In initially preparing to issue a check, personnel at the issuing terminal preferably optically scan or electronically read the pre-printed account data appearing on the check, wherein such account data normally includes an account number, check number, bank routing number, etc. Along with the account data, individualized payee data is entered into the issuing terminal, either manually, such as by using the associated keyboard or by any other applicable means. Alternatively, the issuing terminal and the associated scanner assembly can be structured and/or have sufficient capabilities to also electronically read or identify the individualized payee data, which would be printed on the face of the bank check by computer, printer or other known or specifically modified hardware, such as by establishing a direct link or integral configuration between the issuing terminal of the present invention, and the facilities, such as a specific payroll software program, which are provided for the generation of the checks and/or account record keeping. In this situation the keyboard and associated printer, while available for other functions, would not be required to manually enter the aforementioned individualized payee data from the face of the check, as the initial entry and/or generation of the information for initial placement on the check can also serve to enter the information into the issuing terminal. It should also be noted that the issuing terminal could include scanning equipment, as part of its associated scanner assembly, which is structurally designed to function in a manner similar to the equipment used to “swipe” credit cards, and need not be an elaborate computer processor system. By virtue of such scanning techniques, both the account data as well as the payee data could be integrated into the processor and memory of the issuing terminal electronically, utilizing the scanning equipment having such “swipe” capabilities, and if necessary an associated key pad. Whether automatically or manually entered into the issuing terminal, the individualized payee data preferably includes the identity of the payee as well as the dollar amount or intended value of the bank check. Once entered, the processing facilities at the issuing terminal and the associated memory thereof, would serve to integrate the account data with the individualized payee data and thereby establish what may be referred to as a first set of data.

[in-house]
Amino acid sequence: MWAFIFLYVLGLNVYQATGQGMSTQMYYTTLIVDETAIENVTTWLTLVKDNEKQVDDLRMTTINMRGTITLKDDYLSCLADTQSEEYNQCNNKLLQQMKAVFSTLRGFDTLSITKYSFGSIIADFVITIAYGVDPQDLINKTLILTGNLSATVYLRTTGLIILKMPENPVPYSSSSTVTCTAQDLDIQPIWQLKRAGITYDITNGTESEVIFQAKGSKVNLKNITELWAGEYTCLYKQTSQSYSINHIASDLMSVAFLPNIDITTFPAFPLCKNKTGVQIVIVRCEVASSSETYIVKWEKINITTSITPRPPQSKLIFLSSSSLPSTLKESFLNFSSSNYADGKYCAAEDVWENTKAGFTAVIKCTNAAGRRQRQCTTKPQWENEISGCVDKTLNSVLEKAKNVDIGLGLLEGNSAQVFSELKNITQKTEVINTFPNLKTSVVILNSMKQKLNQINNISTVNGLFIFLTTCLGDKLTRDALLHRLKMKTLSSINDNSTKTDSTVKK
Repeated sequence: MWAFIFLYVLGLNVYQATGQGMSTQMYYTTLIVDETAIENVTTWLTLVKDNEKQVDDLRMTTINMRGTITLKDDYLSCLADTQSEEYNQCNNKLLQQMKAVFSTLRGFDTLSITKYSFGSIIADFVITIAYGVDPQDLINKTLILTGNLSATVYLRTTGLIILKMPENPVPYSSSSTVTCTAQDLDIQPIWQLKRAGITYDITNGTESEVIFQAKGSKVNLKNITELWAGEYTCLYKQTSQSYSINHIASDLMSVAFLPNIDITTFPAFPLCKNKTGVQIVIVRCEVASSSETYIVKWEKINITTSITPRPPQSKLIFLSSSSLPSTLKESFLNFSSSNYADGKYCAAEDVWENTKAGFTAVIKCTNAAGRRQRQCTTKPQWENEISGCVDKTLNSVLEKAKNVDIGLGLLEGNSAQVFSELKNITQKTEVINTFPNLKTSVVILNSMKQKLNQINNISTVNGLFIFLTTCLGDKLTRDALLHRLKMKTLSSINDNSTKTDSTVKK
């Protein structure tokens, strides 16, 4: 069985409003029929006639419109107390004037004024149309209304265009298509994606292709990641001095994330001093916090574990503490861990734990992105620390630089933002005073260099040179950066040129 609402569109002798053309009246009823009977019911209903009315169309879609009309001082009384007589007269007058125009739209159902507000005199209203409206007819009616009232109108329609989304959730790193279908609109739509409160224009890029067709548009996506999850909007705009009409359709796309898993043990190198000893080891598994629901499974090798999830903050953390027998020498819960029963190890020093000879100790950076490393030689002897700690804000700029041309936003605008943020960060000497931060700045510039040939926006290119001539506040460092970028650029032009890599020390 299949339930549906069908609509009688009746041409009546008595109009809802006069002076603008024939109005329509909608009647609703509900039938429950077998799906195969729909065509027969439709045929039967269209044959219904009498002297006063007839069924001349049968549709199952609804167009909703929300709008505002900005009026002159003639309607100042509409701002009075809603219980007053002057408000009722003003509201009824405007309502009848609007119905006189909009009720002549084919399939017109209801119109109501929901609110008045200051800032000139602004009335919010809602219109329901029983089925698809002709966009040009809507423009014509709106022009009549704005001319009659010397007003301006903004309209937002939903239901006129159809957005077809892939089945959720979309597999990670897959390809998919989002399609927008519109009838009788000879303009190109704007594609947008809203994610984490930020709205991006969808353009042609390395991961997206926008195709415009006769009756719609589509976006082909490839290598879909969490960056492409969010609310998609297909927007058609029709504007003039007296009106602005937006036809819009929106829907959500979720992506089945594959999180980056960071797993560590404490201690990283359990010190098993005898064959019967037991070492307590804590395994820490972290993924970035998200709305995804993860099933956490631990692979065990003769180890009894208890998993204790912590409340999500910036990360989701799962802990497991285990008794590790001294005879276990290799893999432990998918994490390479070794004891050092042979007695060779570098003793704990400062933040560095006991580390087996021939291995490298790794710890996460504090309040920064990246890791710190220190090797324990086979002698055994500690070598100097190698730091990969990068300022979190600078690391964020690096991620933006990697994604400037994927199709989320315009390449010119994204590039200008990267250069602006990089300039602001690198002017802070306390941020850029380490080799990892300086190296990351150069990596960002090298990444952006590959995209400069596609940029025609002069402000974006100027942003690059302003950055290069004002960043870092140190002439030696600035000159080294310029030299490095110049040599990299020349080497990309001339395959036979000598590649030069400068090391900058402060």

Once established, the first set of data is communicated by any applicable means to a processing center typically located remote from the issuing terminal. The processing center includes sufficient processing and computer facilities to accomplish at least initial or temporary storage of the first set of data for later processing in a manner which will assure the absence of check fraud, as will be explained in greater detail hereinafter.